Why Your Saturday Lie-In Is Actually Saving Your Life

Turn that alarm off ⏰

If you hit snooze at the weekend or don’t bother setting an alarm at all, there is now absolutely no reason to feel guilty.

New research suggests adults under the age of 65 who get five hours of shut-eye per night or less have a higher risk of death compared to those who consistently get six or seven hours of sleep per night.

But the good news is having a weekend lie-in seems to counteract these detrimental effects. In fact, the study, based on data of more than 43,000 adults, found those who tend to catch up on sleep at the weekend had no raised mortality risk compared with those who consistently get to bed early during the week.

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The study, by Stockholm University’s Stress Research Institute, and Karolinska Institute, used data from a medical survey conducted in Sweden in 1997. Researchers then used data from the national death register to calculate death rates among the participants.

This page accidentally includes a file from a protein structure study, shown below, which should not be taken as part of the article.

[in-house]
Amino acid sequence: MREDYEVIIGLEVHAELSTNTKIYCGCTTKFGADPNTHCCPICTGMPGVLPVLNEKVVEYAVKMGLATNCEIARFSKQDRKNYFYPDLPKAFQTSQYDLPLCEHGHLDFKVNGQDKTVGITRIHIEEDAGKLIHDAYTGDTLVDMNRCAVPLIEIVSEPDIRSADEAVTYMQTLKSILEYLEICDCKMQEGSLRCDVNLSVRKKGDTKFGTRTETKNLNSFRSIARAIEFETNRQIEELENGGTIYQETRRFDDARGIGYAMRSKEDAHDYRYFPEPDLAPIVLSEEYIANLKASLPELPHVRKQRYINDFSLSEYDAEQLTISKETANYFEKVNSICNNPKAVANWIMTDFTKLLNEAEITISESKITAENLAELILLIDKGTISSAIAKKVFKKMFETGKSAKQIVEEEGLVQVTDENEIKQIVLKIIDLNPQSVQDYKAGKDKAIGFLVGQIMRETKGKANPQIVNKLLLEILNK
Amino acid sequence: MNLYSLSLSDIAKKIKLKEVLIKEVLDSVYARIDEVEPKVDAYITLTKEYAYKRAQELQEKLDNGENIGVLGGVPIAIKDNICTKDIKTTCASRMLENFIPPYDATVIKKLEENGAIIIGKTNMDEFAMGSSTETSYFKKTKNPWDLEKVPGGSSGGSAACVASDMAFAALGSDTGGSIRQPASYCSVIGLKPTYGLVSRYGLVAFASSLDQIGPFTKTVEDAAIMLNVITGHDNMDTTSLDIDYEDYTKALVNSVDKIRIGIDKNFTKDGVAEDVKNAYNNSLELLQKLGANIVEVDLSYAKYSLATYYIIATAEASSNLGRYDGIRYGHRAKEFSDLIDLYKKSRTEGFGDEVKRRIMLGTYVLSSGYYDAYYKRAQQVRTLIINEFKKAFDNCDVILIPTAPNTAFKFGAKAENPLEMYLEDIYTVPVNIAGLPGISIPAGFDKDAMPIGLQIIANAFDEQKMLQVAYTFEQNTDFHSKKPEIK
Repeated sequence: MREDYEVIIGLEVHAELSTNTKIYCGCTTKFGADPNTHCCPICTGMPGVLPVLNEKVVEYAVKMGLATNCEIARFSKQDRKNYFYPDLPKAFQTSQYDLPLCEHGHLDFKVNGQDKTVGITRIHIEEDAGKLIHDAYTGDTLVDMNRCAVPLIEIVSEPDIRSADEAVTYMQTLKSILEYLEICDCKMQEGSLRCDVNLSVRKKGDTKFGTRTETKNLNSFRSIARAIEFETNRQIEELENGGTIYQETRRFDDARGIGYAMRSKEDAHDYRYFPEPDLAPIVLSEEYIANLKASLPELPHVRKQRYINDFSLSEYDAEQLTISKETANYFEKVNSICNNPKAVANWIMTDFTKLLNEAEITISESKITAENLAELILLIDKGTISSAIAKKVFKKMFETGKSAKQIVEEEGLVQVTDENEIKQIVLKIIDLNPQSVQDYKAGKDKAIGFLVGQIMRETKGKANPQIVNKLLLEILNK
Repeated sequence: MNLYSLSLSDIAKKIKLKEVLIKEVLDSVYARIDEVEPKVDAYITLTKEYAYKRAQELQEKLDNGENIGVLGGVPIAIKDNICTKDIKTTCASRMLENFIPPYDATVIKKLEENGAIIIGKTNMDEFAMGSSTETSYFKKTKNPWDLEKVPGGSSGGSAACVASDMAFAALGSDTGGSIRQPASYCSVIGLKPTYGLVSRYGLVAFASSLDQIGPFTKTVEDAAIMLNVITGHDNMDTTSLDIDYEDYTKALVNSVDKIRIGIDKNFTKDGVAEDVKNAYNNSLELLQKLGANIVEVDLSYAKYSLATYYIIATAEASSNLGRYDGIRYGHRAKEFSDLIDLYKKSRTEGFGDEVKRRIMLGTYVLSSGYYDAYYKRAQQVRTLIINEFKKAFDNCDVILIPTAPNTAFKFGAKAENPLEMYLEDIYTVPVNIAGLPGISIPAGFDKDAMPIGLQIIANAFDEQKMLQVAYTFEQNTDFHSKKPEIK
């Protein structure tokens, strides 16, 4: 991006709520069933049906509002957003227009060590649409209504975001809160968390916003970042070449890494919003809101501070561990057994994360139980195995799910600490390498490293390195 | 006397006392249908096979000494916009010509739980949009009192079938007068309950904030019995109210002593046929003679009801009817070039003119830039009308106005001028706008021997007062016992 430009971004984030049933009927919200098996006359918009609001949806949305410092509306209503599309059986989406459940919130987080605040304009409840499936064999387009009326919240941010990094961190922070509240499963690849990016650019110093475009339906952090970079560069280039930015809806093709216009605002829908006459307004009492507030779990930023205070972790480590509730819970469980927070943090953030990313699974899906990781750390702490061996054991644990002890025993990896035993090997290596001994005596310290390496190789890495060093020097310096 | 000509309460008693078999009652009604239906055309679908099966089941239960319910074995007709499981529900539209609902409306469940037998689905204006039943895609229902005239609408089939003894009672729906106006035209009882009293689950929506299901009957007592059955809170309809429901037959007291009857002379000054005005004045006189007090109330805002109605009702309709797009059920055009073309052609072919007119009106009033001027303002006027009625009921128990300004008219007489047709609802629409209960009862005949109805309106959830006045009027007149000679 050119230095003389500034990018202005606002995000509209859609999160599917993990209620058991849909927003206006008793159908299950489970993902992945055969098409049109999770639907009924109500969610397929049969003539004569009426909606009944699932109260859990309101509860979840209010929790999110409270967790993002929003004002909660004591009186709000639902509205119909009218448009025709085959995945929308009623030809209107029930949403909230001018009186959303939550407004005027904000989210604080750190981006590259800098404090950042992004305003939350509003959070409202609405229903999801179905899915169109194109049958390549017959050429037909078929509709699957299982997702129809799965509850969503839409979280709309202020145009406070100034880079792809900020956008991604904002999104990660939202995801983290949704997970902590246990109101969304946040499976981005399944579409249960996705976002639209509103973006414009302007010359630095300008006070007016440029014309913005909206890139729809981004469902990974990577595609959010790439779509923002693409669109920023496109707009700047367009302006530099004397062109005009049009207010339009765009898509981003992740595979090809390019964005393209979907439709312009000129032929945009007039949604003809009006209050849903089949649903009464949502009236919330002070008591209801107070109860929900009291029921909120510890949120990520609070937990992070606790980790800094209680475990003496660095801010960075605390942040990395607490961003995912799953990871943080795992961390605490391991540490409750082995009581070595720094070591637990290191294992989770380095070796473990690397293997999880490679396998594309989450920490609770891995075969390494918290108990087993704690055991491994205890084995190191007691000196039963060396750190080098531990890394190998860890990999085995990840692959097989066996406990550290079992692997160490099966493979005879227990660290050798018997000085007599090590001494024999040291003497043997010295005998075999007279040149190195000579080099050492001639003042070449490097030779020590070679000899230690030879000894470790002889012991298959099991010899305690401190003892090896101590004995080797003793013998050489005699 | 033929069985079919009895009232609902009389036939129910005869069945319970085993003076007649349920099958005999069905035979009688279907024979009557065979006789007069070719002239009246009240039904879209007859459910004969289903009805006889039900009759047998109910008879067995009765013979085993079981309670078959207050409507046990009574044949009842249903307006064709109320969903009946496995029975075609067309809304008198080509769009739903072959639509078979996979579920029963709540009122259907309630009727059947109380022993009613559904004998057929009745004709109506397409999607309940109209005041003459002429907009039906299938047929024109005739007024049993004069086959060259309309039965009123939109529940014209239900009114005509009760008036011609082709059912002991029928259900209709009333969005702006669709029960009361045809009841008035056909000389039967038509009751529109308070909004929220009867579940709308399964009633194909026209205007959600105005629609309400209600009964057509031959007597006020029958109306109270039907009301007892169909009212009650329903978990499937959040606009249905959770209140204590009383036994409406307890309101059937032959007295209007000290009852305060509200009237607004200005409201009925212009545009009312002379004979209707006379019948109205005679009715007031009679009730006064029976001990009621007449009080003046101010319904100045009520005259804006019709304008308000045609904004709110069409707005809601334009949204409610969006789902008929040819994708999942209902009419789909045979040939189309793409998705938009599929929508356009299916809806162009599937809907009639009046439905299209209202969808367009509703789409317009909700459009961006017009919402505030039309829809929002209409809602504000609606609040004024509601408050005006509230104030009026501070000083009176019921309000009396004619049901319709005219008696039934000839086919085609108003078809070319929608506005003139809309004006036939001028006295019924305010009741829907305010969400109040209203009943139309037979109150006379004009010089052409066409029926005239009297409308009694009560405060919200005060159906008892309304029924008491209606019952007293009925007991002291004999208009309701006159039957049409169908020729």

Participants who regularly had under five hours of sleep, without catching up at the weekend, were found to have a 52% higher mortality rate than those who had six-seven hours of sleep or more, seven days per week. But when those sleep-deprived on weekdays slept for nine hours or more at the weekend, their mortality rates were no different to consistent sleepers.

“The results imply that short weekday sleep is not a risk factor for mortality if it is combined with a medium or long weekend sleep,” the study authors wrote. “This suggests that short weekday sleep may be compensated for during the weekend, and that this has implications for mortality.”

While weekend lie-ins may help you to live longer, previous research has suggested trying to reduce your “sleep debt” by staying in bed longer at the weekend won’t improve your brain function if you’ve skimped on sleep during the week.

The research published, in the American Journal of Physiology- Endocrinology and Metabolism, found weekend lie-ins helped to reduce inflammatory and stress hormones after a sleep-deprived working week, but brain function remained unimproved.

The moral of the story? Try to get plenty of sleep during the week and treat yourself to a weekend lie-in to stay on top form. We don’t need telling twice.